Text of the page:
Insect Venom Allergy

There are many different kinds of insects that can cause an Insect Venom Allergy reaction:

Stinging Insects

like bees, wasps, hornets, yellow-jackets and fire ants are the most. These insects, they inject a toxic substance called venom. Most people stung by these insects recover within hours or days. In others, this venom can trigger a life-threatening allergic reaction (Anaphylaxis).

Fire ants are a stinging insect typically found in the South/Southeast areas of the United States. For people with fire ant allergy, stings may cause a life-threatening anaphylactic reaction. Due to the potential of a severe reaction, a proper diagnosis for fire ant allergy is important to being prepared for an emergency.

Fire ants build nests of dirt in the ground, often on the edges of sidewalks or roads. Fire ants bite with their jaws while they sting. This allows them to pull the stinger out, rotate and sting again. A single ant can inflict several stings in a matter of moments. The venom in a fire ant sting will lead to a blister that fills with a white material in about 24 hours. While this looks like a pus-filled lesion that should be drained, it is really sterile, and will heal quickest if left alone.

GAAPP_Insect venom allergy

Biting Insects

like mosquitoes, kissing bugs, bedbugs, fleas and some others. Most people bitten by insects suffer pain, redness, itching, stinging and minor swelling in the area around the bite.

Interestingly one kind of ticks, the Lone Star tick can cause people to develop an allergy to meat. If you have allergy symptoms after eating meat, see an allergist.

Household Pests

House dust mites and cockroaches can also cause allergic reactions. These two may be the most common cause of year-round allergy and asthma. The cockroach and dust mite’s waste and body cause allergic reactions, unlike a cockroach, a dust mite is too small to see with the naked eye.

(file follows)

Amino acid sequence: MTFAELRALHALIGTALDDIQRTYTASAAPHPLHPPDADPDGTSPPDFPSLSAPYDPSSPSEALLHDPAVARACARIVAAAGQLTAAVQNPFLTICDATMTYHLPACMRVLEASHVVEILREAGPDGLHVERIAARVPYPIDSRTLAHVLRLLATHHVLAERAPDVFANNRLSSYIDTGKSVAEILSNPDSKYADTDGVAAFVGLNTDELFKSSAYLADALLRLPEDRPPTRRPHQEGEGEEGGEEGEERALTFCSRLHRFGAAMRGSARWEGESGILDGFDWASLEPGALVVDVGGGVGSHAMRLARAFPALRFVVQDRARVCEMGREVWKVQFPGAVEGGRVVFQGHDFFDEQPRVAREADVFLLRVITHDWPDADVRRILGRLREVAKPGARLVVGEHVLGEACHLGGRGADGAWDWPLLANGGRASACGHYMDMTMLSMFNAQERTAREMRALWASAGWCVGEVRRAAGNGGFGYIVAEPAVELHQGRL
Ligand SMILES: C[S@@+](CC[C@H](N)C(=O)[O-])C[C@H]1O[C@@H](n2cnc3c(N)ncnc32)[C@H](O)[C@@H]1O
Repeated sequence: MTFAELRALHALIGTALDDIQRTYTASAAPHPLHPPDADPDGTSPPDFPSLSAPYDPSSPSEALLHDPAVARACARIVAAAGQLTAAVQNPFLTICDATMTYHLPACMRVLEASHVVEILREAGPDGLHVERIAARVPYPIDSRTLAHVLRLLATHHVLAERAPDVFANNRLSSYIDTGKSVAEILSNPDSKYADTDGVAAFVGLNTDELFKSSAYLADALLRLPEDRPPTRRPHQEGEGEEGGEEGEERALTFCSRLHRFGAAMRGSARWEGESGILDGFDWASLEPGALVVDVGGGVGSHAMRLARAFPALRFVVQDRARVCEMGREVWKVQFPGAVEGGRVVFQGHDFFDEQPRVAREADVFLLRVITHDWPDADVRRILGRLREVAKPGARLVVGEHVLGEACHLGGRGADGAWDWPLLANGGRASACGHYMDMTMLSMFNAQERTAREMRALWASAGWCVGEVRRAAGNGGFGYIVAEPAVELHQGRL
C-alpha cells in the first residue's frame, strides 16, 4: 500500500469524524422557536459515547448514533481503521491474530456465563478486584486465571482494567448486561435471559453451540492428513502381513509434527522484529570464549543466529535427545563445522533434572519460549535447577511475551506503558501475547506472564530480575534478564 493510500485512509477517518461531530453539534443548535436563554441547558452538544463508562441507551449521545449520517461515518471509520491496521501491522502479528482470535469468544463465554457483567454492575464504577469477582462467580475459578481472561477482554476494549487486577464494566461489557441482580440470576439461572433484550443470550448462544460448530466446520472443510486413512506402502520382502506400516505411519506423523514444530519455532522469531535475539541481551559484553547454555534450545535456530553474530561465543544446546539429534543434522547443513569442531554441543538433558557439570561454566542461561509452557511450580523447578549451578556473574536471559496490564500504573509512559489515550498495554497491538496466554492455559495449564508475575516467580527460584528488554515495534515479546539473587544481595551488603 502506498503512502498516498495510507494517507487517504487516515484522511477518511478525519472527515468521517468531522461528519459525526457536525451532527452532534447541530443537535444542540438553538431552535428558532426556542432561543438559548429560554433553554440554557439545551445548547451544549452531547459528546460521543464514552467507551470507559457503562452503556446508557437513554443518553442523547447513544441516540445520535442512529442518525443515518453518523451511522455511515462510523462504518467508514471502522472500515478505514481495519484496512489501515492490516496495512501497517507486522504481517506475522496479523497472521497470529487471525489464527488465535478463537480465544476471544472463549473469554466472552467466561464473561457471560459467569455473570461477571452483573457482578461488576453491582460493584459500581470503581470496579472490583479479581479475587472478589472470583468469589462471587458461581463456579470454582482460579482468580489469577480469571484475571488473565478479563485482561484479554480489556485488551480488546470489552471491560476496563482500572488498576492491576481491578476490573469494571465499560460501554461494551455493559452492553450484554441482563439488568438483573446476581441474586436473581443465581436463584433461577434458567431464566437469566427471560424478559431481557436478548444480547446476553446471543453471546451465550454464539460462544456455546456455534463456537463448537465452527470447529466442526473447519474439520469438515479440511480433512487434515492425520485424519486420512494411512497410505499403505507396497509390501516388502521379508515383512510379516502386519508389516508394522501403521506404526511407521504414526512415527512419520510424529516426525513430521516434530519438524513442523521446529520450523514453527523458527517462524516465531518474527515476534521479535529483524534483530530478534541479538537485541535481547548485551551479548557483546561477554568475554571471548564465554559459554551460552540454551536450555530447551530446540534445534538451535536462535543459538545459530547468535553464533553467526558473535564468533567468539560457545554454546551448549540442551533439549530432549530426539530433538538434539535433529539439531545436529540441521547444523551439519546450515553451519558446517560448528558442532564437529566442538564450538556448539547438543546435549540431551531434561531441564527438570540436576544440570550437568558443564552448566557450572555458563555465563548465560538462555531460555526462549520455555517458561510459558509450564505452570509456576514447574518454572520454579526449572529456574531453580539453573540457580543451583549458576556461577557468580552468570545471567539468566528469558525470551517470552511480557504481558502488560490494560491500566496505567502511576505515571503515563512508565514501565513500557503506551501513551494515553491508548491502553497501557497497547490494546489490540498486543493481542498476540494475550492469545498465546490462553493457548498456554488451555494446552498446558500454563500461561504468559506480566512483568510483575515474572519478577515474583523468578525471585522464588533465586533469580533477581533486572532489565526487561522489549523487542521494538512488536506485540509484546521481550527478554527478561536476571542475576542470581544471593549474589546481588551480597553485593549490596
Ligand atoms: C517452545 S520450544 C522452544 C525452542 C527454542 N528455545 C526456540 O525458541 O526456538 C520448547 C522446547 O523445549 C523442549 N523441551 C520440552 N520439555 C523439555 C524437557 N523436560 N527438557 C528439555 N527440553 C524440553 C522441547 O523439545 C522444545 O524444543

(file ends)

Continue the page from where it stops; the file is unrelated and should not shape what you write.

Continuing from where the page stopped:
Symptoms of Insect Venom Allergy

Most people stung or bitten by insects suffer pain, redness, itching and minor swelling in the area around the bite or sting. This is a normal reaction. Most people get better within hours or days. Some are actually allergic to insect stings and their immune systems overreact to the venom. If you are insect-allergic, after the first sting, your body produces antibodies called Immunoglobulin E (IgE). If stung again by the same kind of insect, the venom interacts with this specific IgE antibody and causes an allergic reaction. People can have a serious allergic reaction to stinging or biting insects. Some symptoms include:

  • Skin rashes, itching or hives
  • Shortness of breath, trouble breathing or wheezing
  • Dizziness and/or fainting
  • Stomach pain, vomiting, diarrhea
  • Swelling of the lips, tongue or throat

Treatment of Insect Venom Allergy

If the insect left its stinger in the skin,

  • remove the stinger as soon as you can, as it takes only seconds for all of the venom to enter your body. Get the stinger out any way you can, such as with your fingernails or a tweezer.
  • apply cold compresses or ice to relieve pain and ease swelling.

If the swelling and itching is associated with a large local reaction you can add

  • hydrocortisone cream to ease redness, itching or swelling.
  • take an oral antihistamine
  • avoid scratching the sting area. This will worsen itching and swelling and increase your risk of infection.

If you are severely insect-allergic, carry auto-injectable adrenaline/epinephrine. It is a rescue medication only, and you must still have someone take you to an emergency room immediately if you are stung.

Bee and other insect stings are a common cause of anaphylaxis. If you’ve had a serious reaction to an insect sting, insect venom allergy immunotherapy is very effective. These allergy shots, generally given regularly for a few years, can reduce or eliminate your allergic response to bee venom.

Prevention of Insect Venom Allergy

These insects are most likely to sting if their homes are disturbed, so it is important to stay away.

  • Be careful outdoors when cooking, eating or drinking sweet drinks like soda or juice.
  • Beware of insects inside straws or canned drinks.
  • The smell of food attracts insects, keep food covered until eaten.
  • Clear away garbage, fallen fruit.
  • Cover food containers and trash cans.
  • Avoid going barefoot.
  • Wear close-toed shoes when walking outside.
  • Don’t wear bright colors or floral prints, which can attract bees.
  • If flying stinging insects are close by, do not fight with your hands, (swatting at an insect may cause it to sting) stay calm and move away.